“Ah! I am! Ah! Hi-ho! Ah! Hi-ho! I'm the Great White Trash!” You lead them like a redneck conductor. “Ah! Hi-ho! Ah! Hi-ho! Ah! Hi-ho! I'm the Great White Trash!”

With that, the situation quickly devolve into laughing and applause as the old man and the part-timer wind down the song the best they can. Sonata’s giggling and leaning on you, while Adagio is grinning wickedly from ear to ear. Though something in her eyes tells you that she saw right through your diversion tactic.

Yes, even you admit it to yourself. You only started singing because you wanted to move from topics you’d rather not be talking about.

You give quiet thumbs up to the guys who helped you with the backing track and high-five Saffron as she shuffles back to the kitchen. You then take a seat at the table with Sonata, wiping sweat from your forehead. You are met with approving expression from Adagio.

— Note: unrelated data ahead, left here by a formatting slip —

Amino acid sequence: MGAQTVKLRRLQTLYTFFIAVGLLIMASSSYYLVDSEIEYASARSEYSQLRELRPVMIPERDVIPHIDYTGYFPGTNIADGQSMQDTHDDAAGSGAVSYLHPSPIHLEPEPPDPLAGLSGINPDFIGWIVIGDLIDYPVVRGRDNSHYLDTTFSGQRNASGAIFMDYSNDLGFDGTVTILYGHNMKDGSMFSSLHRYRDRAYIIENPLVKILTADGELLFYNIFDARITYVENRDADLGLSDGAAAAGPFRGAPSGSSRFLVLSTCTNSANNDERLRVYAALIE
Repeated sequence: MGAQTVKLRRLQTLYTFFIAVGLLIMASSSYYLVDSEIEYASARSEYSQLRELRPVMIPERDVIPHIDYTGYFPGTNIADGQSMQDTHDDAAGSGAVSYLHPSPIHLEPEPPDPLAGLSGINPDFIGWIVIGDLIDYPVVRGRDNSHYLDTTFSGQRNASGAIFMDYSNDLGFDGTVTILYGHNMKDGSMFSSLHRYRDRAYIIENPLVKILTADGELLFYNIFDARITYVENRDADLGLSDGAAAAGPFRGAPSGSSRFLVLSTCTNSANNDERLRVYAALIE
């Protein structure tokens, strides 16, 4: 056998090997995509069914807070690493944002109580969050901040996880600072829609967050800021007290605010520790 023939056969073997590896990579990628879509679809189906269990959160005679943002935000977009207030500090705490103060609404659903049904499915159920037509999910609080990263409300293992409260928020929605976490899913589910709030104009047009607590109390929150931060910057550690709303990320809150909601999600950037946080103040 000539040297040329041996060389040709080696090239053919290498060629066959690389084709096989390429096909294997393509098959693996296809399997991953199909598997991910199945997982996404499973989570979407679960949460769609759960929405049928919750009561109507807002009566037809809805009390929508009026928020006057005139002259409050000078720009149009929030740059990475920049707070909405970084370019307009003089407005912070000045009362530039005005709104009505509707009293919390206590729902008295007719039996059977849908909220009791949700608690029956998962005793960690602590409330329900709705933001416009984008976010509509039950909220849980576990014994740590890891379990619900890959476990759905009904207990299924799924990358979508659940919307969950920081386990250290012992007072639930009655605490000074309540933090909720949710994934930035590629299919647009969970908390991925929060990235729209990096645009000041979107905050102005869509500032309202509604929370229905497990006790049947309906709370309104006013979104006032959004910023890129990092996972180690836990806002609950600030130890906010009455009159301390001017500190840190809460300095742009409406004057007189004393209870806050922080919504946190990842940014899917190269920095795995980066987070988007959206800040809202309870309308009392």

“Not bad, not bad,” she hums quietly. “You certainly showed me there was more to your… style than just what met the eye.”

You nod and gulp down the last of the beer that was waiting for you. For a moment, nothing but the surface of the foamy, gold liquid fills your vision.

But as you slam the pint down, you’re met with narrowed eyes from the copperhead. Immediately, you tense up.

“That being said…” she starts. “I have to say, that song sounded vaguely familiar. Especially when sung by you.”

Internally you curse your thoughtlessness. Of course this place would have indie music scene. Perhaps even a radio station.

“Eh, there are probably hundreds like it,” you come up with a quick excuse. “That was just a spur of a moment thing, really.”

Adagio says nothing, but you can see that she’s not believing you. Sonata’s goofy grin tells she bought it hook, line and rod, but her far more devious friend?

You were afraid that you might have just made Adagio even more suspicious.